Opioid misuse is not just limited to those living with painful conditions. Many of the prescribed opioids end up in the wrong hands. Many addicted to opiates hide their identity or medical conditions and visit various clinics under different aliases. For doctors, it is challenging to identify the right patient.

How can we reverse the epidemic?

To bend the trend downwards, efforts must be implemented at every level. At the community level, we must educate the public and raise awareness about the health risks of opioid abuse. Policymakers should advance legislation to address the problem. Above all, there is a need to change the way medicine is practiced; healthcare providers must take higher precautions at the clinical level.

Clinicians cannot and should not deprive people in pain from drugs that can bring them needed comfort. However, big data and technology can assist them in differentiating between the right patient and the wrong one. This is where RightPatient can play a vital role. Powered by artificial intelligence, the platform can help clinicians to thwart medical identity fraud and ensure that a patient’s complete and accurate medical history can be retrieved.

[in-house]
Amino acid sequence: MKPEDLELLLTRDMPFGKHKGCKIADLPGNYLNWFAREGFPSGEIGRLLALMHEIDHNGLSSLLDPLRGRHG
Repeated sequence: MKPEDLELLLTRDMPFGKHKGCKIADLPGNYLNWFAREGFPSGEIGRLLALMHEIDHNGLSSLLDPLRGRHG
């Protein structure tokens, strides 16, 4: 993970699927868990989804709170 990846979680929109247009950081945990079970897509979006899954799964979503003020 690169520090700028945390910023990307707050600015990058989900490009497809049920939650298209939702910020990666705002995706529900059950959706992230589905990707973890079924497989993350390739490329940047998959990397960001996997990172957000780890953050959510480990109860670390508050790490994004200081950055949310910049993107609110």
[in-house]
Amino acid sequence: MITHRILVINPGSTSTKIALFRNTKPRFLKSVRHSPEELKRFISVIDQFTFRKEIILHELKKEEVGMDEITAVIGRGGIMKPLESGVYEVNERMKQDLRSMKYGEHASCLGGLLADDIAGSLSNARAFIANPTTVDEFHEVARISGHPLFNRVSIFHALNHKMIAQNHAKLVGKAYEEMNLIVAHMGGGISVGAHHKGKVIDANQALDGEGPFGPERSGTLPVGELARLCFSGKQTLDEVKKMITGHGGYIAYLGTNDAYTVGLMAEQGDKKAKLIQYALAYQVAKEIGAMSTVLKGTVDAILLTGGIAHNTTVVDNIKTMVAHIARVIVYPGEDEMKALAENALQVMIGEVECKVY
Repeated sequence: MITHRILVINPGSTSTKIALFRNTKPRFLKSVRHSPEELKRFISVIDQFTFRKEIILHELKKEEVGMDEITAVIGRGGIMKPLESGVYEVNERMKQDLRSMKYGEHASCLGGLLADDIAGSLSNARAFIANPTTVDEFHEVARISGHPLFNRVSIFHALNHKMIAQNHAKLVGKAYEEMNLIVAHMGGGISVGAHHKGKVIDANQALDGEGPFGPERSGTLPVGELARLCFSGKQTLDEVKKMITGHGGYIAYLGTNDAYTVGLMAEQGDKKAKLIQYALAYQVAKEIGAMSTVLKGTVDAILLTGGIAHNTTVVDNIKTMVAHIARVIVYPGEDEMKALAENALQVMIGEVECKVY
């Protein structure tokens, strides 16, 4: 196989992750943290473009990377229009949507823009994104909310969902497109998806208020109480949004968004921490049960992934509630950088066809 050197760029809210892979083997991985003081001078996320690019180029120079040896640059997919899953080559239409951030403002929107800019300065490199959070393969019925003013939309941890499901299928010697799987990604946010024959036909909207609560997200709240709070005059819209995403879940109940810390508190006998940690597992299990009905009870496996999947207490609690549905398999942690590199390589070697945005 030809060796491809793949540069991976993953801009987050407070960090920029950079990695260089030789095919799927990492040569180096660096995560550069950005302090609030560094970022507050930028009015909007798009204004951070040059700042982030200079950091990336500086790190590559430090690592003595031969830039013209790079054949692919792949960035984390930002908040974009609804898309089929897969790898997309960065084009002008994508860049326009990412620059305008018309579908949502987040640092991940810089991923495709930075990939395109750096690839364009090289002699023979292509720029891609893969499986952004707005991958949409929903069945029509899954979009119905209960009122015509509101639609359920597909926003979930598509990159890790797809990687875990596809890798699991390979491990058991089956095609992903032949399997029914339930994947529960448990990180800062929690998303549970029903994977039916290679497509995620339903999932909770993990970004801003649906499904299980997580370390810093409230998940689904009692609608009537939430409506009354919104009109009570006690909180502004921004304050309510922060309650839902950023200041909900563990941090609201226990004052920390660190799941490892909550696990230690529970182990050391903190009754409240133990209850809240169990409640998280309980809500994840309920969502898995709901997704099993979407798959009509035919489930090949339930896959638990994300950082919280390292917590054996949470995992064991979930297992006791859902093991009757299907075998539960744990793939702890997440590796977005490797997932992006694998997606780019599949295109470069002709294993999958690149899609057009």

By recognizing the correct patient, clinicians can better understand the validity of patient complaints along with a patient’s disease history. When and where was the patient last prescribed an opioid? Did the patient rightly identify himself/herself?

RightPatient can be one way to prevent opioid abuse.

RightPatient augments population health investments

How Can You Protect Your Investment in a Population Health Solution?